A Writer Who Moonlights for Michelle Obama's Office

Cynda Williams, Bryan Terrell Clark and Kamal Angelo Bolden in Paul Oakley Stovall’s Immediate Family, now playing at the Mark Taper ForumEXPAND
Cynda Williams, Bryan Terrell Clark and Kamal Angelo Bolden in Paul Oakley Stovall’s Immediate Family, now playing at the Mark Taper Forum
Craig Schwartz

Don't say that Paul Oakley Stovall, author of Immediate Family, which opens at the Mark Taper Forum on Sunday, works for Michelle Obama. He'll quickly and graciously correct you: "It should be phrased a certain way. I serve as an advance associate for the office of the First Lady."

He adds, "Working indicates staff, which indicates I work in White House, which I don't, so I serve adjunctly on her traveling duties."

A tall man with a mellow but commanding disposition, Stovall's modesty rings true.

Being associated with the White House in any capacity is an especially odd job for a playwright — and writers are known for holding plenty of odd jobs.He stumbled into the gig while working retail at a Bed Bath and Beyond in Manhattan when Barack Obama was still the junior senator from Illinois. Stovall was unimpressed by a co-worker who told tall tales of freelancing for politicians, but when Obama hit the campaign trail, the co-worker made sure Stovall could come along as well. He's been with the First Family ever since, helping arrange Michelle Obama's plans when she travels outside of Washington, D.C.

But before you get any ideas, Stovall's play, Immediate Family, which opens at the Mark Taper Forum downtown on Sunday, isn't about the Obama family, or even his own family. That's not to say there aren't parallels; the play is about a black family in Chicago's Hyde Park neighborhood (where the Obamas lived before 1600 Pennsylvania Ave.) who come together for the wedding of the younger son, Tony. Jesse, the middle child, is gay but still closeted, and has brought his Swedish boyfriend, Kristian, along to the wedding.

Paul Oakley StovallEXPAND
Paul Oakley Stovall
Brandon Dahlquist

While it seems that Jesse's character is based on Stovall, he relates much more to Kristian's perspective. "There's the central, African-American character who's gay, and people think, 'Oh, that's you!'" he says. "My personal experience is more like the Swedish character, because I was living in Sweden, and I was the outsider who was brought into his world. But I couldn't write a play about a bunch of Swedish people, 'cause my Swedish is passable but it's not good enough to write a play. So I flipped it."

Any story line about coming out could easily be told as an overwrought drama, but for Stovall, who says that "homosexuality is complicated in the black community," it was only natural to write the play as a comedy.

"Laughter has gotten me through a lot of my life," he says. "When you get identified so quickly in life, and other demons that I battled when I was younger — being LGBT and not knowing how to express it — you can go one of two ways: You can go down a darker path, or laughter can get you through. So the comedy part always seemed germane to who I was."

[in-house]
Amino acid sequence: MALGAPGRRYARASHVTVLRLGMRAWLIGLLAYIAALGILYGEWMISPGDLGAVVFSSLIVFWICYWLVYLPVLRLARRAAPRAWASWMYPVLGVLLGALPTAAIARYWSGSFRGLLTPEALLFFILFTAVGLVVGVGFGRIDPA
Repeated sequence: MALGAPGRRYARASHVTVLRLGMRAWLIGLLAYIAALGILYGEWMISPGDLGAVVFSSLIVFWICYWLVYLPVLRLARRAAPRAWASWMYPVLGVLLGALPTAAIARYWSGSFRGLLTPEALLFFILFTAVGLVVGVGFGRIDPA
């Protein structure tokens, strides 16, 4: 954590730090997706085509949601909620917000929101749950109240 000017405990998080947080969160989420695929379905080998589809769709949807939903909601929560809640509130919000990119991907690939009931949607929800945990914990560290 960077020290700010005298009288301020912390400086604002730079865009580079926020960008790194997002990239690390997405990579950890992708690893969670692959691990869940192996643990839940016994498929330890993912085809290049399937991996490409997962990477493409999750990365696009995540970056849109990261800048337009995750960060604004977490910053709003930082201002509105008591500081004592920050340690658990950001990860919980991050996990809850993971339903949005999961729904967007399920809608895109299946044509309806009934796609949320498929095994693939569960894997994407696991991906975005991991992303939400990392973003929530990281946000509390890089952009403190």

He first wrote the play a decade ago, under the title As Much as You Can, for a small non-Equity theater in Chicago. Stovall wrote the first version in one night, as a late addition to his theater company's festival of new works. The company had originally assumed that, due to his musical theater background, Stovall wouldn't be interested in writing a straight play, but he lied and told the company that he'd already written one. "They said, 'Well, show us some of it,' and I said, 'I'll bring you some tomorrow,' and I went home and wrote part of what has become this, because somebody told me that I couldn't," he recalls.

Stovall fine-tuned the play through productions in Chicago, New York and a 2008 run at L.A.'s Celebration Theatre before it played at Chicago's Goodman Theatre in 2012 in its current incarnation, as Immediate Family. He got help from director (and Cosby Show matriarch) Phylicia Rashad, who whittled the setting from eight locations down to one living room, à la August Wilson.

Stovall's a fan of the change, which allows the characters to confront their inner demons, and one another. He says, "I was very interested in telling [this story] from inside the house, which is what I think Phylicia was thinking the whole time," he says. "Get in the house, and make people deal with themselves, so we can see really, what is the thing that we’re afraid of?"

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So what's next for Stovall? He'll be back serving the First Lady, once this production is finalized for opening night on Sunday. "[Michelle Obama] loves theater in a very personal way, it's just something that she digs. So knowing that I do that, she's fine if I take this time off," he says.

But he's been gone since January, working on various theater projects, and his absence has been noted, he says. "They emailed me and said, 'So your opening is May 3?' And I said, 'Yeah.' And they said, 'Great! May 4, we're sending you out!'"


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